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 Subconcious by HOURGLASS album cover Studio Album, 2004
3.53 | 22 ratings

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Subconcious
Hourglass Progressive Metal

Review by b_olariu
Prog Reviewer

3 stars 3.5 for sure

Hourglass third studio album from 2004 named Subconcious is another worthy in any way progressive metal album. I was quite pleasent surprised about their previous release, this one is no diffrent. Progressive metal very well played, even the originality lacks, but is not a bad thing after all, they manage to come with a good album from start to finish. The album is very lenghy over 79 min of music , divided in 2 big sections Mists of Darkness and Exit Wounds , both sections devided again in small pieces clocking as a whole around almost one hour + 2 pieces from their own, title track and Altered State. So, progressive metal well performed, where the skills of the musicians are very prodominant, specialy on opening track almost 18 min of solid and quite well composed track, from gentle guitar parts to bursting moments, arrangements are top notch here, the guitar and drum passages are worth for sure to be heared by any prog metal listner, excellent parts. All album is technical, but never being to technical to become boring, is very well melted with more gentle, mellow parts to give a realy great result. The voice is pleasent and fits very well into this kind of music. Forte tracks are The Hammer's Strike , The unbeliver, very strong musicianship very similar with Dream Theater btw. So, 3 stars for this album, rounded to 3.5 , good towards great, prog metal listners will find this album a great discovery for sure.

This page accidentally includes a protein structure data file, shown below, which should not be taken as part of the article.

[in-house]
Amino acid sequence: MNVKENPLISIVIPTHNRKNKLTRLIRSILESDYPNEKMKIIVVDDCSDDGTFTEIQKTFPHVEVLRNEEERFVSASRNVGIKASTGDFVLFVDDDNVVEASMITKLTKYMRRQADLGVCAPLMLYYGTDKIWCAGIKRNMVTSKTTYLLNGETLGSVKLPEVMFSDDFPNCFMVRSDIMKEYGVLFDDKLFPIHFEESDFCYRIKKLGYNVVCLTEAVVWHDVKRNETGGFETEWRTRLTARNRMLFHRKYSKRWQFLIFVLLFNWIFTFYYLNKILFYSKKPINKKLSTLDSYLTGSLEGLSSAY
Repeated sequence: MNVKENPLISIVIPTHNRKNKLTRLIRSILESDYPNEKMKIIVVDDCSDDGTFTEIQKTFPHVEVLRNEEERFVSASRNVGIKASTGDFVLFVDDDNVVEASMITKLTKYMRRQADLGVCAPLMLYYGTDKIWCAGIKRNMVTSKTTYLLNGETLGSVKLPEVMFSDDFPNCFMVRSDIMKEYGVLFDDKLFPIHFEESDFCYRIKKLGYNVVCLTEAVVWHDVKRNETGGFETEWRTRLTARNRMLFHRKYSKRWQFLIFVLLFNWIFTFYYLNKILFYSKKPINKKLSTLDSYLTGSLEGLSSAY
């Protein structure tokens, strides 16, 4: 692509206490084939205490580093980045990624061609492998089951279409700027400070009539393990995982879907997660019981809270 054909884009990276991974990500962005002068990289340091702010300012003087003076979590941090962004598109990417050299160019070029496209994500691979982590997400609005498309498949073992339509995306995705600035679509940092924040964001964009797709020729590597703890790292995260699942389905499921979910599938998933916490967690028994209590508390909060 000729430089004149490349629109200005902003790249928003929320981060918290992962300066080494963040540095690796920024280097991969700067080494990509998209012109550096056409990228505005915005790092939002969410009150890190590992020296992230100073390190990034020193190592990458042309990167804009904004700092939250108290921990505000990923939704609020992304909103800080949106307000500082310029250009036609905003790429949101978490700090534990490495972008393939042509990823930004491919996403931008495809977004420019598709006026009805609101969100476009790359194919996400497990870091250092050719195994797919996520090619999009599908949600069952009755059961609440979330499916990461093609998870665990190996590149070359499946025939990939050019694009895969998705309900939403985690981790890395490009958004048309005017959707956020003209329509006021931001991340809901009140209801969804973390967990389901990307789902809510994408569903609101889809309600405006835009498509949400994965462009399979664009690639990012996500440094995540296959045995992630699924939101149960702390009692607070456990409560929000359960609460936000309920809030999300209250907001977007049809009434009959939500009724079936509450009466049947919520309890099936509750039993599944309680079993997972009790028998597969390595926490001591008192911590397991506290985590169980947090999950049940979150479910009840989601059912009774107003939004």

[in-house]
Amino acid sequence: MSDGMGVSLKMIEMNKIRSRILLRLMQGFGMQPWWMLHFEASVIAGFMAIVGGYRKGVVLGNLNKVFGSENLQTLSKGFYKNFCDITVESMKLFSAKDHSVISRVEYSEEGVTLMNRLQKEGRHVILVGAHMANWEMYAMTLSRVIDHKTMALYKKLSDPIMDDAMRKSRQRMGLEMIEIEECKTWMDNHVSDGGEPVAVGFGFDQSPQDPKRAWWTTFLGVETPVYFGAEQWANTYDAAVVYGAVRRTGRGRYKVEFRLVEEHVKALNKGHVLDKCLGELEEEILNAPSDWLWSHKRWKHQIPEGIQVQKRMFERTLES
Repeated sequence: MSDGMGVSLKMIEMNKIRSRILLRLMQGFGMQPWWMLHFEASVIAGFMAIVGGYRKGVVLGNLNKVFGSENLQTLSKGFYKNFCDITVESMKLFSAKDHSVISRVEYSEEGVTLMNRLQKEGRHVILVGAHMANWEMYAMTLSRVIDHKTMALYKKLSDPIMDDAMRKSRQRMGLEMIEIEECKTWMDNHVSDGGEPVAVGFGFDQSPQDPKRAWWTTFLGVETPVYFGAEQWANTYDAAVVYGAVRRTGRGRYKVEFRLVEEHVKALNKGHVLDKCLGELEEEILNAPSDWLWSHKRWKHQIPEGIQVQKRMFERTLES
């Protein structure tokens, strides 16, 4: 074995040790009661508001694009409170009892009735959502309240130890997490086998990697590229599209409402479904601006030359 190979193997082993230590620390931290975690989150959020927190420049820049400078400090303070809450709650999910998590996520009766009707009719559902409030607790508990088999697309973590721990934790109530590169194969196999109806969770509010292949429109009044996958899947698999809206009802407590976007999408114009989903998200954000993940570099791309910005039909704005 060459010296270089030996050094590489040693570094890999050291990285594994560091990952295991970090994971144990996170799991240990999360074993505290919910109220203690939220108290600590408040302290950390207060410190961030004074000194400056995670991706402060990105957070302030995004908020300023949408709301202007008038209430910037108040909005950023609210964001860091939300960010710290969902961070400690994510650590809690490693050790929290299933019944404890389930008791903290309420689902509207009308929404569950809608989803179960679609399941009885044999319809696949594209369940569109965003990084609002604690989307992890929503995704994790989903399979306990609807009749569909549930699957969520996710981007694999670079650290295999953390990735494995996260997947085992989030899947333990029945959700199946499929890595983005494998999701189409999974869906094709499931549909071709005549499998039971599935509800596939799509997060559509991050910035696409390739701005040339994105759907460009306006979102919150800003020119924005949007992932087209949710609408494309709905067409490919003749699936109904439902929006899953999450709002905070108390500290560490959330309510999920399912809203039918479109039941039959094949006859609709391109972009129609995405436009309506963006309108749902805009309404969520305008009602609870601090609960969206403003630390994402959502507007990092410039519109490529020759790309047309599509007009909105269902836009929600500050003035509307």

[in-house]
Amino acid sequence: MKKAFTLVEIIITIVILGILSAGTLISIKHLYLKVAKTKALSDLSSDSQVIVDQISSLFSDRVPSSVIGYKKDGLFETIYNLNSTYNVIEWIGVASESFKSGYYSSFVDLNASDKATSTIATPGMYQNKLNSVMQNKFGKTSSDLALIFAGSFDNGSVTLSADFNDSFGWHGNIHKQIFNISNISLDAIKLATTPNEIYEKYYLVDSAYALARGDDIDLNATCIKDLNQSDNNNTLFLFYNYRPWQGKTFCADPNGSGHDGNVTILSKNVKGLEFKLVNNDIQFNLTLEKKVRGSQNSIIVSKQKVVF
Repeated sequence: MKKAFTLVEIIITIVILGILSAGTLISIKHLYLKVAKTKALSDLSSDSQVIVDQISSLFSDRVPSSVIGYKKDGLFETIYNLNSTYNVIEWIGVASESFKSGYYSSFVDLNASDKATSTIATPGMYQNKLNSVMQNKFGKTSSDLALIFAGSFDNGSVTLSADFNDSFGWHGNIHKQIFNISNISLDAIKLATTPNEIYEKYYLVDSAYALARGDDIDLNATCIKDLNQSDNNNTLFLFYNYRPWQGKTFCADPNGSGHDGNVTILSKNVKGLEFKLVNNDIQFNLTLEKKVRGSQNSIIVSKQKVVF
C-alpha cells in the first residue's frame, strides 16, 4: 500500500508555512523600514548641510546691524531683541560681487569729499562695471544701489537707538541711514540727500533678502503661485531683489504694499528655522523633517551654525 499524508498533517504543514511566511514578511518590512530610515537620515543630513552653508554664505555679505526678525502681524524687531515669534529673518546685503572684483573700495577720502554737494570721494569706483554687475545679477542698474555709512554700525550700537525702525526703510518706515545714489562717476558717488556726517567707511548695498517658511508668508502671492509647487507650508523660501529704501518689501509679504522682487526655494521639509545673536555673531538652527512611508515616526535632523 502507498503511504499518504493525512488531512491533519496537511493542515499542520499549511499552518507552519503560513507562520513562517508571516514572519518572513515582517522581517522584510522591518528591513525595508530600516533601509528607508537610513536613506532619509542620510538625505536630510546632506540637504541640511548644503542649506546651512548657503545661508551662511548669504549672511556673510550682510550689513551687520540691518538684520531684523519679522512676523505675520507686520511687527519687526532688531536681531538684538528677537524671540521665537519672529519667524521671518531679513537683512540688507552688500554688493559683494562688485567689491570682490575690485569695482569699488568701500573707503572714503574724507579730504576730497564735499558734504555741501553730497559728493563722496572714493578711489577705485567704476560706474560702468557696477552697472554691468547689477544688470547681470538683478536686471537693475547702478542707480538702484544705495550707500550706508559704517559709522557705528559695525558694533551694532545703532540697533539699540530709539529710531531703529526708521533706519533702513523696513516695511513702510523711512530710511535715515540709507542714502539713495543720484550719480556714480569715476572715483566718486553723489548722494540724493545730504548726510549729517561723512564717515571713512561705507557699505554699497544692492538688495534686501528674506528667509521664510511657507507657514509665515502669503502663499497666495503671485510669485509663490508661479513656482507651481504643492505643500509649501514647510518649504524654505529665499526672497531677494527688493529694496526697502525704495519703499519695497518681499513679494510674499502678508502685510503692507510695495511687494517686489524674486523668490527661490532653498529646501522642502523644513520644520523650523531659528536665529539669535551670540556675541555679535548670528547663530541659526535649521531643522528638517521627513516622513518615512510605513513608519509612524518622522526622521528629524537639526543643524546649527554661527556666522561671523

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 Oblivious to the Obvious by HOURGLASS album cover Studio Album, 2009
3.71 | 81 ratings

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Oblivious to the Obvious
Hourglass Progressive Metal

Review by Mellotron Storm
Prog Reviewer